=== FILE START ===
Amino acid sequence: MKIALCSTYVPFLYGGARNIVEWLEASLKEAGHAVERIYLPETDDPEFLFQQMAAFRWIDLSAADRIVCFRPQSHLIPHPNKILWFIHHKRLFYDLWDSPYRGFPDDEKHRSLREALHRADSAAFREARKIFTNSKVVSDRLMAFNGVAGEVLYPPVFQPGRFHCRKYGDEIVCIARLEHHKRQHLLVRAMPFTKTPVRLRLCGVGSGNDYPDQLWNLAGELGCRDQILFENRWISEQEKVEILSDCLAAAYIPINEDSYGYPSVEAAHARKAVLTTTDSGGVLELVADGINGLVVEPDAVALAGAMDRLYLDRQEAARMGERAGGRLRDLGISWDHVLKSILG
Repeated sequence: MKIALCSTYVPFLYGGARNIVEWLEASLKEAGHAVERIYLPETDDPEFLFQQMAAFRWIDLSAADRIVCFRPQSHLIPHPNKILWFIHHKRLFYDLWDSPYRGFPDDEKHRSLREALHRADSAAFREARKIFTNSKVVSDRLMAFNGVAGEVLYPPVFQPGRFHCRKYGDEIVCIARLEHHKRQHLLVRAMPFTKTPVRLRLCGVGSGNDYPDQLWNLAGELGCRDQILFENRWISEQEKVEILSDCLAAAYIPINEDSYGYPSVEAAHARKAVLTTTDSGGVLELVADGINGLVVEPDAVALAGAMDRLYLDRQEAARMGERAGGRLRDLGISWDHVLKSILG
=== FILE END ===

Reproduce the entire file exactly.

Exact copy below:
Amino acid sequence: MKIALCSTYVPFLYGGARNIVEWLEASLKEAGHAVERIYLPETDDPEFLFQQMAAFRWIDLSAADRIVCFRPQSHLIPHPNKILWFIHHKRLFYDLWDSPYRGFPDDEKHRSLREALHRADSAAFREARKIFTNSKVVSDRLMAFNGVAGEVLYPPVFQPGRFHCRKYGDEIVCIARLEHHKRQHLLVRAMPFTKTPVRLRLCGVGSGNDYPDQLWNLAGELGCRDQILFENRWISEQEKVEILSDCLAAAYIPINEDSYGYPSVEAAHARKAVLTTTDSGGVLELVADGINGLVVEPDAVALAGAMDRLYLDRQEAARMGERAGGRLRDLGISWDHVLKSILG
Repeated sequence: MKIALCSTYVPFLYGGARNIVEWLEASLKEAGHAVERIYLPETDDPEFLFQQMAAFRWIDLSAADRIVCFRPQSHLIPHPNKILWFIHHKRLFYDLWDSPYRGFPDDEKHRSLREALHRADSAAFREARKIFTNSKVVSDRLMAFNGVAGEVLYPPVFQPGRFHCRKYGDEIVCIARLEHHKRQHLLVRAMPFTKTPVRLRLCGVGSGNDYPDQLWNLAGELGCRDQILFENRWISEQEKVEILSDCLAAAYIPINEDSYGYPSVEAAHARKAVLTTTDSGGVLELVADGINGLVVEPDAVALAGAMDRLYLDRQEAARMGERAGGRLRDLGISWDHVLKSILG